One of the speakers at the Edmonton rally was Sheldon Johnston, father of five, who drove in from Medicine Hat.
As three of his kids have autism, he spoke of the “profoundly negative effect” that Bill 10 and the Guidelines have had on children with developmental disabilities, a population numbering as high as 1 in 10 students in the province.
“Autistic children and those with developmental delays are more vulnerable to the influence of other students and adults, and are thus easily manipulated. The legislated privacy of GSAs expose such children to risks of manipulation, which parents cannot monitor. Given the fact that transgender youth are 5 times more likely to be autistic than the general population, and autistic children are 8 times more likely to be gender variant, special protections must be in place to consider the needs of children with co-existing conditions.”
Importance of parental involvement
The importance of parents being involved in their children’s education was echoed by another Calgary parent. Assaad Sakr, who is a professional engineer and father of three, moved to Canada nine years ago after having lived in Lebanon and Dubai. He agreed that “genuine and thoughtful discussion” is necessary on such an important topic, citing several concerns with Bill 10 and the Guidelines including the risks of giving “ultimate control to the child”.
According to Sakr, “The school staff are forced to accept the child’s self-declaration as the only evidence needed. No parental involvement, no professional opinion is sought, nothing. This is far reaching.” He adds that “eliminating the need for any adult input on such an important matter is not helpful. Kids need help and guidance and should not be left to fend for themselves on such an important topic”.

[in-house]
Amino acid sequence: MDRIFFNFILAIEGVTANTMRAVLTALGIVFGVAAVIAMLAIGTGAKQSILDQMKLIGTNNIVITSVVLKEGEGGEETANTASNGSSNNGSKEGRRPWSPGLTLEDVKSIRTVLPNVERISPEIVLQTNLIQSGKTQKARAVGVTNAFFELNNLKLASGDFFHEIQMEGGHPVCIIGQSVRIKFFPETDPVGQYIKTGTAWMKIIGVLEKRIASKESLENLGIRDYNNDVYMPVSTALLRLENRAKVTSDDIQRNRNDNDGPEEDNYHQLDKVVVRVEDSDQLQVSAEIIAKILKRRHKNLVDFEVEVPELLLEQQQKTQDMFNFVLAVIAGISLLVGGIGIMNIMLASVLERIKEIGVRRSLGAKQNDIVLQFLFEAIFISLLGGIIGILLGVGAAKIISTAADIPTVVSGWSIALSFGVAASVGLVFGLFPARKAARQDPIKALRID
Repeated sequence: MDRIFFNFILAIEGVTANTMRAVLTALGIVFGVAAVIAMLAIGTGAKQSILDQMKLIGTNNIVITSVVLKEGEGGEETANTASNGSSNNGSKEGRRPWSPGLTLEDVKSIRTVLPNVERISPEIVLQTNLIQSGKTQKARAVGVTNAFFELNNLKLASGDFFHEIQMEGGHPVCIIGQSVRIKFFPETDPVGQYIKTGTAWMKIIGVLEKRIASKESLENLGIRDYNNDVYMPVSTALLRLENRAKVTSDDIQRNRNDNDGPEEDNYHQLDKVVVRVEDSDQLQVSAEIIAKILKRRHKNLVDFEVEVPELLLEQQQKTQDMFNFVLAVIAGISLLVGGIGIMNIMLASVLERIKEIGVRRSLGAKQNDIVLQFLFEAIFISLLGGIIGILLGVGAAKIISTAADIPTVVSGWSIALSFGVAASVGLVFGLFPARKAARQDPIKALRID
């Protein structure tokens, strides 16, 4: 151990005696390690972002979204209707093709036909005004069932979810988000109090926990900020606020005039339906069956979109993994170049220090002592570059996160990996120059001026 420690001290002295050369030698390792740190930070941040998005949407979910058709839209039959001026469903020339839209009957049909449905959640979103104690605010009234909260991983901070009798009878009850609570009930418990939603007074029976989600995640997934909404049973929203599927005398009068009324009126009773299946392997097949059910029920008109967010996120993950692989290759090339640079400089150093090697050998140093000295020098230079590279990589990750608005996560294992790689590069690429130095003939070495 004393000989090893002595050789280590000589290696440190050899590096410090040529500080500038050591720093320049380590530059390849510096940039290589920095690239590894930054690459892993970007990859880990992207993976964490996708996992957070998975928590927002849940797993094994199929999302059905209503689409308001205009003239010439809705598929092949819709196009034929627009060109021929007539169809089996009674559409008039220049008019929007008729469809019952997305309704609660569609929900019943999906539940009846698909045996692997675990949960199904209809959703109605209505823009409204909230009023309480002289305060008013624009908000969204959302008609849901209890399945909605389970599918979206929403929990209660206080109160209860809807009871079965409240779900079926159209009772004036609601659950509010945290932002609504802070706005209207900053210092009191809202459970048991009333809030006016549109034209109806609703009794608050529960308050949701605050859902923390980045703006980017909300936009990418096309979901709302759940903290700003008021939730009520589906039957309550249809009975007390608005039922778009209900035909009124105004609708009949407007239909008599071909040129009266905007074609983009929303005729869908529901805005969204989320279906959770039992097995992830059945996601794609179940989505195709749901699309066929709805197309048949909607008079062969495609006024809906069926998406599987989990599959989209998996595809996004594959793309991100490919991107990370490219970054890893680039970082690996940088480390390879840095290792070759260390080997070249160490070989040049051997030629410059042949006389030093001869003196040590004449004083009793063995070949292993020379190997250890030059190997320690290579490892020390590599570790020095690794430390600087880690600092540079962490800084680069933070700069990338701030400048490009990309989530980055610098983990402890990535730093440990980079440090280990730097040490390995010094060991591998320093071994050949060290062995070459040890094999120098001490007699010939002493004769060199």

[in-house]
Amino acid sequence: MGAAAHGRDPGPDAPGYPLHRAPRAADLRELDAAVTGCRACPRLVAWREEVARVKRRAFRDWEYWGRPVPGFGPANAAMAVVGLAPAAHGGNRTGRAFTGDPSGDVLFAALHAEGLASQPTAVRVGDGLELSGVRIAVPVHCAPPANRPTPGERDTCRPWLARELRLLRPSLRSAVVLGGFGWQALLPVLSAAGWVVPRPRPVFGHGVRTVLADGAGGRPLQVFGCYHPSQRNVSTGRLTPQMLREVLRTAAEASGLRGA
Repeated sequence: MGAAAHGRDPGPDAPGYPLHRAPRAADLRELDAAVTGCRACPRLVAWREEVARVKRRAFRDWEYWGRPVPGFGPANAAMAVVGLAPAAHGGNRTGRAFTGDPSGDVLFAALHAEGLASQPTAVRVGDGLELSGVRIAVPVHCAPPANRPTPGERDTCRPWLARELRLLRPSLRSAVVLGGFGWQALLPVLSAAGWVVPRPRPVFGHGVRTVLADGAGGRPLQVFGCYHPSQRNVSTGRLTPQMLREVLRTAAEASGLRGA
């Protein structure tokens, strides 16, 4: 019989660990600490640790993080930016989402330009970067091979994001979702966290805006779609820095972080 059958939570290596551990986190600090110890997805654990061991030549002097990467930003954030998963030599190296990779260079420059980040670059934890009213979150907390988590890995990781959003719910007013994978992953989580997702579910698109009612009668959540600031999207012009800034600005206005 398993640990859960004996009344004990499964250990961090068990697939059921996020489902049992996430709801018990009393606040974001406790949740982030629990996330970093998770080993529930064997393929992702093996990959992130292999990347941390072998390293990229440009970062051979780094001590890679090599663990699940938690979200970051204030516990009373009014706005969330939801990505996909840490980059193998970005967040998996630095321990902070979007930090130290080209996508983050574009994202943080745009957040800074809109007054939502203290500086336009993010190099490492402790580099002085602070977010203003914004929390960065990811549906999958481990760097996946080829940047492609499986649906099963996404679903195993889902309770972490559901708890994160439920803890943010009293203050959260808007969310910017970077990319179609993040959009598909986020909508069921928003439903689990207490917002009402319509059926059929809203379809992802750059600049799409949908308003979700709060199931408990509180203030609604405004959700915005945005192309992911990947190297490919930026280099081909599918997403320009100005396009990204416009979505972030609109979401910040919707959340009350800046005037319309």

In addition to widespread concerns regarding parental involvement, some also spoke out to defend their right to freedom of religion.
Previously serving as Director for the Interfaith Community Action Association, John Hilton O’Brien spoke about the concerns for those of many religious faiths who are opposing Bill 10 and the Guidelines. He said many citizens would agree that “no government should attempt to impose belief systems on families” and that “The Guidelines are an attempt to impose a particular belief system on children whose families already hold different beliefs.”
The legal concerns with Bill 10 and the Guidelines were highlighted by lawyers who attended each rally.
“Parents have the constitutional right to transmit their values and beliefs to their children” said Calgary lawyer Marty Moore, from the Justice Centre for Constitutional Freedoms.
Based on the thousands of Albertans from across the province who took the time to show up and make their voices heard, Moore expressed hope that the Alberta government would finally listen and address all the concerns.
“We need politicians who recognize parental rights and religious freedom, and they need to be supported and prodded to stand up for those rights in the legislature. I hope citizens will not stop reminding them of their obligation to represent them and stand up for the rights of students and parents in all schools across the province.”
Chinese Albertan Zhang agreed. “Who else will think or act in the best interest of his or her kids other than his or her own parents? If we become the silent majority and do not defend the freedom and choices we enjoy today, the freedom that you are so used to will be no more one day.”
Rally speech video - Donna Trimble (Calgary MC, speaking on behalf of parents)
Rally speech video - Theresa Ng (Edmonton MC, speaking on behalf of teachers)
Get informed and learn more from PCE's Legislation & policies that strip parental rights section of our website